Ginevra Name Meaning & Origin
Origin of the name Geneva:
Of disputed origin, Geneva might be a borrowing of the name of a city and lake in Switzerland, which is derived from the Old French genevre (juniper berry). Alternatively, it might have originated as a diminutive form of Genevieve.
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- Comments and insights on the name Ginevra: | Edit
Very popular in Italy
- Personal experiences with the name Ginevra: | Edit
When my 2nd child (and first daughter) was born in 2007, my husband and I wanted to give her a unique but cute name so we chose Ginevra, but we call her Ginny. Later when my son Travis began reading the Harry Potter books we found out Ginevra is the full first name of Ginny Weasley from the Harry Potter series, now several people ask if we named our daughter after her.
My daughter is also named Ginevra. I love the name still and do not regret it at all, but most people misread and pronounce it as "GineRVa" which I find very unappealing. I suggest having patience for this if you plan to use this name.
- Nicknames for Ginevra: | Edit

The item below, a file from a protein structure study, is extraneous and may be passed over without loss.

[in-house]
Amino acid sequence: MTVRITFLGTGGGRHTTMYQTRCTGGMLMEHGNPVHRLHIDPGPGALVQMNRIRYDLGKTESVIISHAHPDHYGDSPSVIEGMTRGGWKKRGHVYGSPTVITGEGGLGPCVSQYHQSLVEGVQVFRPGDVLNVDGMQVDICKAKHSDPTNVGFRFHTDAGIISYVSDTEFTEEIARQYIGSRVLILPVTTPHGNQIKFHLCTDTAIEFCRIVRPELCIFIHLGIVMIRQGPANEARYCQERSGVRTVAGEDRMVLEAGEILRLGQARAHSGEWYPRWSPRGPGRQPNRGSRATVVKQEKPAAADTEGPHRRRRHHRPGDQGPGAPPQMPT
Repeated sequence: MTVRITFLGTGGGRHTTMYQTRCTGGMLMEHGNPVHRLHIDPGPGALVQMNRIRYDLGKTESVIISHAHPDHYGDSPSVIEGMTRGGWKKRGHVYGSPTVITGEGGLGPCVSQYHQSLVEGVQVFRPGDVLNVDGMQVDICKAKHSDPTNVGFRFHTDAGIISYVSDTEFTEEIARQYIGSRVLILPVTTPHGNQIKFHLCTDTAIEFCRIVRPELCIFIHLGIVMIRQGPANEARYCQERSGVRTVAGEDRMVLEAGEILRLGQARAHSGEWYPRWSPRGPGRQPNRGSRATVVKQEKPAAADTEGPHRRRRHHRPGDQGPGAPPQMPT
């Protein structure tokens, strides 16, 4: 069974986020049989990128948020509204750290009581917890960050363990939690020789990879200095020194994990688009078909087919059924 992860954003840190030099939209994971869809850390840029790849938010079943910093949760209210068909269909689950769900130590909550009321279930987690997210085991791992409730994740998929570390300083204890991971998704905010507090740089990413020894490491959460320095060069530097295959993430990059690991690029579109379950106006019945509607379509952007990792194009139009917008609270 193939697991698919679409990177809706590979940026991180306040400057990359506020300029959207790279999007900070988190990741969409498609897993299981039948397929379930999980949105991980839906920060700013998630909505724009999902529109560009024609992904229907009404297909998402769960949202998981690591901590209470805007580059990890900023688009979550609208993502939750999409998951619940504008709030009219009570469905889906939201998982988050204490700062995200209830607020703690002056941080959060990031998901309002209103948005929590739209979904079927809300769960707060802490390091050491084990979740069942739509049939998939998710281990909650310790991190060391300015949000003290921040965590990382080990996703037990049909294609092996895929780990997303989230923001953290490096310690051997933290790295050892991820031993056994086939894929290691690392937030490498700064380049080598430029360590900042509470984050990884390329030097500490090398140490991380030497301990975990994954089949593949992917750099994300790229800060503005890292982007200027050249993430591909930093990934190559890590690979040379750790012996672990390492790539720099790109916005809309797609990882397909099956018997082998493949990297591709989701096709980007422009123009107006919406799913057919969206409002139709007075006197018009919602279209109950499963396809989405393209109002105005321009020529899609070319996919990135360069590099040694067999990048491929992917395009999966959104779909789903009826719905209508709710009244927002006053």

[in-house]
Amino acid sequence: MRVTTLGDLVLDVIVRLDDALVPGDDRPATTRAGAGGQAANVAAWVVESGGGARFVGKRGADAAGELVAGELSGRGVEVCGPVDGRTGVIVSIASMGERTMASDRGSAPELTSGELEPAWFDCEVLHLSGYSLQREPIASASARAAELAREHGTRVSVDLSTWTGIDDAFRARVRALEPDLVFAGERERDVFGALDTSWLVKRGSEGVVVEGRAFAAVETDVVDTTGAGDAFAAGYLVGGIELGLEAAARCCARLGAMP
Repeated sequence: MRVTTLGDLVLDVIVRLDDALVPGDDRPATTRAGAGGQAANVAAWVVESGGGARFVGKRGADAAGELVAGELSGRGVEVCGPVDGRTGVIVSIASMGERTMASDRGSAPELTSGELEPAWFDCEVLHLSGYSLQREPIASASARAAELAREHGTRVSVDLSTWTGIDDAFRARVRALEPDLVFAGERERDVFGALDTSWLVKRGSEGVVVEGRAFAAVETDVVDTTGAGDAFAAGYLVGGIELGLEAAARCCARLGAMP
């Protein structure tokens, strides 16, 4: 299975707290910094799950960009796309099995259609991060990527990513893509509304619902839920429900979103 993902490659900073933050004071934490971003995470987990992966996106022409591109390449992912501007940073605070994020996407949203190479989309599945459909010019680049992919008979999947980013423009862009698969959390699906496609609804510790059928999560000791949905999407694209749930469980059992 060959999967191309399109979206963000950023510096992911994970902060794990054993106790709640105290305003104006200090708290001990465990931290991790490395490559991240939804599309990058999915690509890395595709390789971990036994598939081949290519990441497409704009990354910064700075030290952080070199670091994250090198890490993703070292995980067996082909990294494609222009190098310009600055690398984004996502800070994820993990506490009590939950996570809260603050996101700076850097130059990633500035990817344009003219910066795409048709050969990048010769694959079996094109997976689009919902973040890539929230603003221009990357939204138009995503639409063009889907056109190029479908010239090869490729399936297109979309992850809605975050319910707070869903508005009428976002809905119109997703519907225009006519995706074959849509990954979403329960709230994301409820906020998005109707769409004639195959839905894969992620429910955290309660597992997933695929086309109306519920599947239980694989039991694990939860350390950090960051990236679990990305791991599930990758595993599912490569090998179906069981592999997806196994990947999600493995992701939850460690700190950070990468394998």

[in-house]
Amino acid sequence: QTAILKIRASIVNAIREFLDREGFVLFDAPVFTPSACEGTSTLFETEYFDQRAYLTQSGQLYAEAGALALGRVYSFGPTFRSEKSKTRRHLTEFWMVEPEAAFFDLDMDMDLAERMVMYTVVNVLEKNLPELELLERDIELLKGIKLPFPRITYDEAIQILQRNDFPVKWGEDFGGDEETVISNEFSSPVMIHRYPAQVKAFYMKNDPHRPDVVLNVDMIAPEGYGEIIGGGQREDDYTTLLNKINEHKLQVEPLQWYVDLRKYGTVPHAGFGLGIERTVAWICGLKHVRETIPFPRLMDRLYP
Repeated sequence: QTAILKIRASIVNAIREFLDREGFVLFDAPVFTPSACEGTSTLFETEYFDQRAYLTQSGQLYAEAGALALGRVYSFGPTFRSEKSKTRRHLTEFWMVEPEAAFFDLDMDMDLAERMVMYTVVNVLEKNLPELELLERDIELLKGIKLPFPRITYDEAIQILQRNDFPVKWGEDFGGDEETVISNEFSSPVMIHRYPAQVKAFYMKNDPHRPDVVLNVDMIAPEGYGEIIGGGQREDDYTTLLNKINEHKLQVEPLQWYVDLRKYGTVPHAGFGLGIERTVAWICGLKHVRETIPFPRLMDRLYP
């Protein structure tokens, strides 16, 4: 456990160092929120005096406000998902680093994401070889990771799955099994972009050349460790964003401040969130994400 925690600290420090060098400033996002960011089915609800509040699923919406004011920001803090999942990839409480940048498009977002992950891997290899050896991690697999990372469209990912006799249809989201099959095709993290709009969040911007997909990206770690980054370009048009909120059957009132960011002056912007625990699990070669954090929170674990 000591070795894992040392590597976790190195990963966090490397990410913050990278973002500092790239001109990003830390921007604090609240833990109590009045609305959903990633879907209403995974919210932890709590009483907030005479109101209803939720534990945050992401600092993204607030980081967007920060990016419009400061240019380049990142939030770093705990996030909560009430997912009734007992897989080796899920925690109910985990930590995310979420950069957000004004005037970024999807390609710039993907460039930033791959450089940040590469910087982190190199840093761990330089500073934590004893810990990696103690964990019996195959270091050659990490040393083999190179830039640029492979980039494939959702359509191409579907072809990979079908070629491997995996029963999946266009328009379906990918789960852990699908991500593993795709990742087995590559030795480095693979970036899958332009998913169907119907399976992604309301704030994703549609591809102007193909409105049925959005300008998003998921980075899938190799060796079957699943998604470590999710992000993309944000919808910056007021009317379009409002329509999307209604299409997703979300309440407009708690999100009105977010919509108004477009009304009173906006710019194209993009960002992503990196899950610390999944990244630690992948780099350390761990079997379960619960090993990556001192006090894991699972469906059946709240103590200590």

Ginny, Eva, Eve, Evra, Nev, Gin, Gin-Gin
- Meanings and history of the name Ginevra: | Edit
Most name books give this name as an Italian form of Jennifer, meaning "white wave" or "fair one". Some give it as the Italian form of Genevieve. It is also a variant of 'Guinevere,' as in the King Arthur tradition.
- Famous real-life people named Ginevra: | Edit
Ginevra King, American socialite and the muse for F. Scott Fitzgerald.
Ginevra de' Benci, noblewoman immortalized in a masterpiece by Leonardo da Vinci.
- Ginevra in song, story & screen: | Edit
Ginevra Molly "Ginny" Potter (née Weasley), daughter of Arthur and Molly Weasley, wife of Harry James Potter, and mother of James Sirius, Albus "Al" Severus, and Lily Luna Potter in J.K. Rowling's "Harry Potter" series.
"Ginevra", poem by Percy Bysshe Shelley
The poem "Italy" by Samuel Rogers, also known as "Ginevra", tells the story of a young bride who vanished on her wedding night and was found dead in a chest more than fifty years later. The only way the body could be identified was by a ring bearing the bride’s name, Ginevra. This story is retold in the song "The Mistletoe Bough".